They provide a definition of what constitutes a theory of a body of case law, and how competitive theories are constructed. Their approach also gives a central role to a notion of the purposes motivating legal theories, revealed in cases and used to ground preferences between rules.
He does this, not in the law, but in ethics, a related normative domain full of open texture, precedents, and hard questions but offering somewhat less structure and constraint than law for AI techniques to employ. He evaluates these ideas in the context of retrieval. Aleven presents the definitive report on his CATO project. He enriches the underlying HYPO model by refining and extending its representation and use of factors, by focusing on representing the reasons why factors matter as relevant similarities or differences among cases.
He evaluates both the contribution these reasons make to argument quality and how well CATO teaches law students to make such arguments. In the movie The Paper Chase, the character of Professor Kingsfield, a stereotypical curmudgeon of a law professor, throws down the gauntlet to his fresh-faced IL's first-year students by announcing that, "You come in here with a head full of mush and you leave thinking like a lawyer. Jackson and his colleagues give us a window on the use of intelligent information retrieval and extraction in the legal domain.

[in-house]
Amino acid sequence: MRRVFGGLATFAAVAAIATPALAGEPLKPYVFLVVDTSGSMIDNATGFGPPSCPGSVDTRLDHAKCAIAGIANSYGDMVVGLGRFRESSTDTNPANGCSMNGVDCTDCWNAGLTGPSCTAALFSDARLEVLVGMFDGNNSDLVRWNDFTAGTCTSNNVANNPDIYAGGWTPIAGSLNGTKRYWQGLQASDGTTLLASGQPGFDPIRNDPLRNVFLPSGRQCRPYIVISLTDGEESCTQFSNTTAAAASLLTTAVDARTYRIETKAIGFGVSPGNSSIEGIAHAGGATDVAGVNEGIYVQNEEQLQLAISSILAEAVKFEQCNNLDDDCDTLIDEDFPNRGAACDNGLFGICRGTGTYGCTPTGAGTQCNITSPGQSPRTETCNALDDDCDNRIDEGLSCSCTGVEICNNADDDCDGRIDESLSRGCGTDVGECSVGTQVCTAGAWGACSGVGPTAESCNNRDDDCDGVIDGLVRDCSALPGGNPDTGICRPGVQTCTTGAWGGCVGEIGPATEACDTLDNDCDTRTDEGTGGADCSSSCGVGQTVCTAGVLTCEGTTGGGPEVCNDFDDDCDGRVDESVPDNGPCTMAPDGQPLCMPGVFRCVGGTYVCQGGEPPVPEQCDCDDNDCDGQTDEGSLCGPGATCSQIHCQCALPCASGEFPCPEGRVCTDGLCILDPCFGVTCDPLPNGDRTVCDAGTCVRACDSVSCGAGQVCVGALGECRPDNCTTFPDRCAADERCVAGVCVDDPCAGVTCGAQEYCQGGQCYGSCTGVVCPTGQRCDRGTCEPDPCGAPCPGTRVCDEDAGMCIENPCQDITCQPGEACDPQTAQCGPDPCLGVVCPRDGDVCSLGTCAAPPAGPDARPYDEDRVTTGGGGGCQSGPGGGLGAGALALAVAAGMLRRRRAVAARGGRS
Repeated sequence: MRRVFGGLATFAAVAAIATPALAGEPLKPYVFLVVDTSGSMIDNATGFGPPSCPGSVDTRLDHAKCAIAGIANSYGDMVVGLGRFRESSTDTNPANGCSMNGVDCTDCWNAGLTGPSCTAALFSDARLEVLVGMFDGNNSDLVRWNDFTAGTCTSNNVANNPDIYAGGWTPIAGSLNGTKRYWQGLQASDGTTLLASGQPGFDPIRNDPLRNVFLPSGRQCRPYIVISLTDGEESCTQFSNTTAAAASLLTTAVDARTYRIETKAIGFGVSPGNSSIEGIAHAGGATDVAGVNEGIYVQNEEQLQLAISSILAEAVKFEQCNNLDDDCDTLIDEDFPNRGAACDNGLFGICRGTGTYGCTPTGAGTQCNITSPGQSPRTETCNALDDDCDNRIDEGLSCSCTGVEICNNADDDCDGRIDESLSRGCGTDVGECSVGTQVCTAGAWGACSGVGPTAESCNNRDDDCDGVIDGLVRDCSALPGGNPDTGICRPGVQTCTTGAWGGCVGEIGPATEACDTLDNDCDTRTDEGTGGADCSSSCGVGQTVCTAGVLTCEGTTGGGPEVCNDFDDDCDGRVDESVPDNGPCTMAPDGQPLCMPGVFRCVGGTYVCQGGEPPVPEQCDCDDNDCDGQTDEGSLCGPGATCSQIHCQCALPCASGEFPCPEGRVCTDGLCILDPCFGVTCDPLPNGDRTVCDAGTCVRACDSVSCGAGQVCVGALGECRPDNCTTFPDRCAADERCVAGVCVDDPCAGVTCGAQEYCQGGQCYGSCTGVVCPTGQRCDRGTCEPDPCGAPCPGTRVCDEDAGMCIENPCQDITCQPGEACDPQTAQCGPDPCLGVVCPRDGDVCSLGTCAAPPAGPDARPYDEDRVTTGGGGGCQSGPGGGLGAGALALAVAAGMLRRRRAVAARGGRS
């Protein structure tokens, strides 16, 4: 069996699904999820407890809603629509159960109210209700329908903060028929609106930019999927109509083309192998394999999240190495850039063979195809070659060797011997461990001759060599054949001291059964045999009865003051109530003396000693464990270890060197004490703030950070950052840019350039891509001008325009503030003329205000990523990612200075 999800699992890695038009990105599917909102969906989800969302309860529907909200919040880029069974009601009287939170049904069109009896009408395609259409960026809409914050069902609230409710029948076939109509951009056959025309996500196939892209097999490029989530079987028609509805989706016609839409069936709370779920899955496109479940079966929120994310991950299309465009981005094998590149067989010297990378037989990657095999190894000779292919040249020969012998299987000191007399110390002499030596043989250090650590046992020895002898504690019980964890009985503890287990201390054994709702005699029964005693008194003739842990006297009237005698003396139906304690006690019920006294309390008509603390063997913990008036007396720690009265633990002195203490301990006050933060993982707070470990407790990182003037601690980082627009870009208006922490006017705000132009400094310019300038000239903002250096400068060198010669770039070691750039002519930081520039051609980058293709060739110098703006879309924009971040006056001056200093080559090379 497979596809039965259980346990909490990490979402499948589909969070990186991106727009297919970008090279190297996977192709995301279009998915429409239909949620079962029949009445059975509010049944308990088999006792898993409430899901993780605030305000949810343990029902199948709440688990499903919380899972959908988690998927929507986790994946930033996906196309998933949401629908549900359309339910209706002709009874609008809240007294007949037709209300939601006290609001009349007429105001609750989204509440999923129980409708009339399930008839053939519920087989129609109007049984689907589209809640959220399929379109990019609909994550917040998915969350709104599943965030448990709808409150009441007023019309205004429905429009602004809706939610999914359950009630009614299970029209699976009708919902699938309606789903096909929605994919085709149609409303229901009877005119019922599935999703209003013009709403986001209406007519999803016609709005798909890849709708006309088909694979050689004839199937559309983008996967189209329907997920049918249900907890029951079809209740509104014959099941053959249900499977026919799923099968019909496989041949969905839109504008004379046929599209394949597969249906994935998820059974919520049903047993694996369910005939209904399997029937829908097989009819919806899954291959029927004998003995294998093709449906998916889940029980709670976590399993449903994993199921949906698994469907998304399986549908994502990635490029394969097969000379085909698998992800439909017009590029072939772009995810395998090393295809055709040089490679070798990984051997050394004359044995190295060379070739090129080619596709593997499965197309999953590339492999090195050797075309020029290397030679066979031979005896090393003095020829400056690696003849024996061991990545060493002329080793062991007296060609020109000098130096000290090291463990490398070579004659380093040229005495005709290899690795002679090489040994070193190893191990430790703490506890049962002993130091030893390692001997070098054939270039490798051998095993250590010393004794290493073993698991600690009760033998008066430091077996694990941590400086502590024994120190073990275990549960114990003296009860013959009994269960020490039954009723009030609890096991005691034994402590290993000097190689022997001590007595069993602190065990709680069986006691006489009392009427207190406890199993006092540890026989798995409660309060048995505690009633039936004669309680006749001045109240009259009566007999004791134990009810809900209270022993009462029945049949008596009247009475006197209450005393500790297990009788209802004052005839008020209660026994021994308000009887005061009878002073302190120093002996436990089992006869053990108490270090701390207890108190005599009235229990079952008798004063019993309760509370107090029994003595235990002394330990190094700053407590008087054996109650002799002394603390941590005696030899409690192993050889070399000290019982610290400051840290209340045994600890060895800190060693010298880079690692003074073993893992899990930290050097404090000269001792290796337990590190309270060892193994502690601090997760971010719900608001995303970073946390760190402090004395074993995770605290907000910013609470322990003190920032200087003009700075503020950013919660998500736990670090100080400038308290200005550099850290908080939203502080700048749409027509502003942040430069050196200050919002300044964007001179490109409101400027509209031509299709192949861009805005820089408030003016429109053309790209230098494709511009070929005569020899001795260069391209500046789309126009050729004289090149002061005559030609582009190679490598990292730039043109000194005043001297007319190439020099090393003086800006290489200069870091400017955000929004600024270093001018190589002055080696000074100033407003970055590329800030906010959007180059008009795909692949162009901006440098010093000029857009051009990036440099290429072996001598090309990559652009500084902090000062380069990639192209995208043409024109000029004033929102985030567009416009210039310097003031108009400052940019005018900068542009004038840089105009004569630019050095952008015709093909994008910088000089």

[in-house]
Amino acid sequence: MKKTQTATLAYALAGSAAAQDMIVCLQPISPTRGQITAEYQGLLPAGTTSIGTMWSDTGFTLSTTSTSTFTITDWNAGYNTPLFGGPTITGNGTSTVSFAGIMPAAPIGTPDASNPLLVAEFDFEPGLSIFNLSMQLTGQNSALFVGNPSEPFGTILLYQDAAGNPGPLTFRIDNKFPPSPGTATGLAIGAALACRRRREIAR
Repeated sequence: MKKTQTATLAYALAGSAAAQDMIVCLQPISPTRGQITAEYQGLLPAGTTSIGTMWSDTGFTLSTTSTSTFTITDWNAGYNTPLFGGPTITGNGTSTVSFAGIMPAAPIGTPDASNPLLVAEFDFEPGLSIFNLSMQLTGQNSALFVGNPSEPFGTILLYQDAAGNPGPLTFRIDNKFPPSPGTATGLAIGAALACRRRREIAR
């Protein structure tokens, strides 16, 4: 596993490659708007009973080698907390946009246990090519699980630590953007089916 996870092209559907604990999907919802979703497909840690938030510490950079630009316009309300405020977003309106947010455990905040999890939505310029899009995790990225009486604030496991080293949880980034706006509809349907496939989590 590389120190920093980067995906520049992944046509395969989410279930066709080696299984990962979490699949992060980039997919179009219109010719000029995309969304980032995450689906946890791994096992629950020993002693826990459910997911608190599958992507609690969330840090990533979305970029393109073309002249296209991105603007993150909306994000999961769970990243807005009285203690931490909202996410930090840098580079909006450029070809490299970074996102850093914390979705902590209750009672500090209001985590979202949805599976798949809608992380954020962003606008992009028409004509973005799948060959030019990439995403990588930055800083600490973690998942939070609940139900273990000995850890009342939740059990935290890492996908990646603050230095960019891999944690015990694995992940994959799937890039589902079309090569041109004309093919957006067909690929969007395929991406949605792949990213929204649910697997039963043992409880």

They report on their efforts to apply information extraction techniques to full text court opinions in order to ferret out the linkages between cases. Linkages are used to identify and summarize the procedural history of an individual case as it makes its way through the court system, and to discern how a case is commented upon and viewed in subsequent cases that discuss it and how it interprets prior cases that it cites.
Main article: Big Data. Featured Conferences. About Help Legal. Bill and mandatory secondary education last century, helping American workers move out of agriculture and into other sectors. They advocated building intelligence "from the bottom up. On 11 May , Deep Blue became the first computer chess-playing system to beat a reigning world chess champion, Garry Kasparov.
As anyone with even the most casual contact with natural language understanding knows, this is far from a simple task, since cases can be cited and referred to in a daunting variety of ways, and from widely disparate portions of a text. Developing a system that once trained does this automatically and to a level that meets commercial standards is a challenge. England in ; his proposal to employ logic for legal information retrieval and inference was rightly termed..